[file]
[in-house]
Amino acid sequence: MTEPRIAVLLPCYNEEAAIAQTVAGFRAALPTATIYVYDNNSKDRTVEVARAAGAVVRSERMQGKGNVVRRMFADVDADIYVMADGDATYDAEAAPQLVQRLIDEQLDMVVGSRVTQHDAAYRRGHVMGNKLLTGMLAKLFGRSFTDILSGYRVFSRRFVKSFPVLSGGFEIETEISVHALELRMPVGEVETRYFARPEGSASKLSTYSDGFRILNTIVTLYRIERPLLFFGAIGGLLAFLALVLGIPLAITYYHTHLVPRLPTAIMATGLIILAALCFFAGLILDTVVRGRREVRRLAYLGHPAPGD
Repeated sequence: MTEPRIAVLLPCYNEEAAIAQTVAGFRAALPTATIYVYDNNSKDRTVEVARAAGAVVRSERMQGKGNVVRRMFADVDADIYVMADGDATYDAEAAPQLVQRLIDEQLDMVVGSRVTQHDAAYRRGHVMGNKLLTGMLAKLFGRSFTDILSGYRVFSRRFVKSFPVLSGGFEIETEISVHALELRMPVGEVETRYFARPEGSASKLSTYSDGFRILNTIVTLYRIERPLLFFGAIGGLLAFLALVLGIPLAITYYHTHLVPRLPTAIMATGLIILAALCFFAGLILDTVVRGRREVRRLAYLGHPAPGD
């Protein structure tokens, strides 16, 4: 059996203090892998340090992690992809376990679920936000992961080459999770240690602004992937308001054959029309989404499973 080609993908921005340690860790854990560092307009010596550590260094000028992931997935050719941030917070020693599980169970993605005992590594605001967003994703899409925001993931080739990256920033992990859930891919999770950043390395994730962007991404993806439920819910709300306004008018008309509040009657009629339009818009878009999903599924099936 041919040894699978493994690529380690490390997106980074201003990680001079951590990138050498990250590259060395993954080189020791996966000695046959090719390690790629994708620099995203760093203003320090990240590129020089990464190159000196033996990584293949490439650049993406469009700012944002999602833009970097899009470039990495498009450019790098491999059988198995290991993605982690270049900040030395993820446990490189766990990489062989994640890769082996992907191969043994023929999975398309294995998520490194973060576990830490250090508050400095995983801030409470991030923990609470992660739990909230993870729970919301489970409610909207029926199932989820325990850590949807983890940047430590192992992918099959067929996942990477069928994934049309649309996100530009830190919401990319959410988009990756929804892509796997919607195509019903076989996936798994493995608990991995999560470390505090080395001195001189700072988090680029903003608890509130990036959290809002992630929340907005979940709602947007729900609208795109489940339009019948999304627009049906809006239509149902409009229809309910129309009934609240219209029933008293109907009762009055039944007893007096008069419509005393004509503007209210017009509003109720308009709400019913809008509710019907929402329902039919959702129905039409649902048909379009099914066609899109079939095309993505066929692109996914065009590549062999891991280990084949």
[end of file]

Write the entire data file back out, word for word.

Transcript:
[in-house]
Amino acid sequence: MTEPRIAVLLPCYNEEAAIAQTVAGFRAALPTATIYVYDNNSKDRTVEVARAAGAVVRSERMQGKGNVVRRMFADVDADIYVMADGDATYDAEAAPQLVQRLIDEQLDMVVGSRVTQHDAAYRRGHVMGNKLLTGMLAKLFGRSFTDILSGYRVFSRRFVKSFPVLSGGFEIETEISVHALELRMPVGEVETRYFARPEGSASKLSTYSDGFRILNTIVTLYRIERPLLFFGAIGGLLAFLALVLGIPLAITYYHTHLVPRLPTAIMATGLIILAALCFFAGLILDTVVRGRREVRRLAYLGHPAPGD
Repeated sequence: MTEPRIAVLLPCYNEEAAIAQTVAGFRAALPTATIYVYDNNSKDRTVEVARAAGAVVRSERMQGKGNVVRRMFADVDADIYVMADGDATYDAEAAPQLVQRLIDEQLDMVVGSRVTQHDAAYRRGHVMGNKLLTGMLAKLFGRSFTDILSGYRVFSRRFVKSFPVLSGGFEIETEISVHALELRMPVGEVETRYFARPEGSASKLSTYSDGFRILNTIVTLYRIERPLLFFGAIGGLLAFLALVLGIPLAITYYHTHLVPRLPTAIMATGLIILAALCFFAGLILDTVVRGRREVRRLAYLGHPAPGD
């Protein structure tokens, strides 16, 4: 059996203090892998340090992690992809376990679920936000992961080459999770240690602004992937308001054959029309989404499973 080609993908921005340690860790854990560092307009010596550590260094000028992931997935050719941030917070020693599980169970993605005992590594605001967003994703899409925001993931080739990256920033992990859930891919999770950043390395994730962007991404993806439920819910709300306004008018008309509040009657009629339009818009878009999903599924099936 041919040894699978493994690529380690490390997106980074201003990680001079951590990138050498990250590259060395993954080189020791996966000695046959090719390690790629994708620099995203760093203003320090990240590129020089990464190159000196033996990584293949490439650049993406469009700012944002999602833009970097899009470039990495498009450019790098491999059988198995290991993605982690270049900040030395993820446990490189766990990489062989994640890769082996992907191969043994023929999975398309294995998520490194973060576990830490250090508050400095995983801030409470991030923990609470992660739990909230993870729970919301489970409610909207029926199932989820325990850590949807983890940047430590192992992918099959067929996942990477069928994934049309649309996100530009830190919401990319959410988009990756929804892509796997919607195509019903076989996936798994493995608990991995999560470390505090080395001195001189700072988090680029903003608890509130990036959290809002992630929340907005979940709602947007729900609208795109489940339009019948999304627009049906809006239509149902409009229809309910129309009934609240219209029933008293109907009762009055039944007893007096008069419509005393004509503007209210017009509003109720308009709400019913809008509710019907929402329902039919959702129905039409649902048909379009099914066609899109079939095309993505066929692109996914065009590549062999891991280990084949």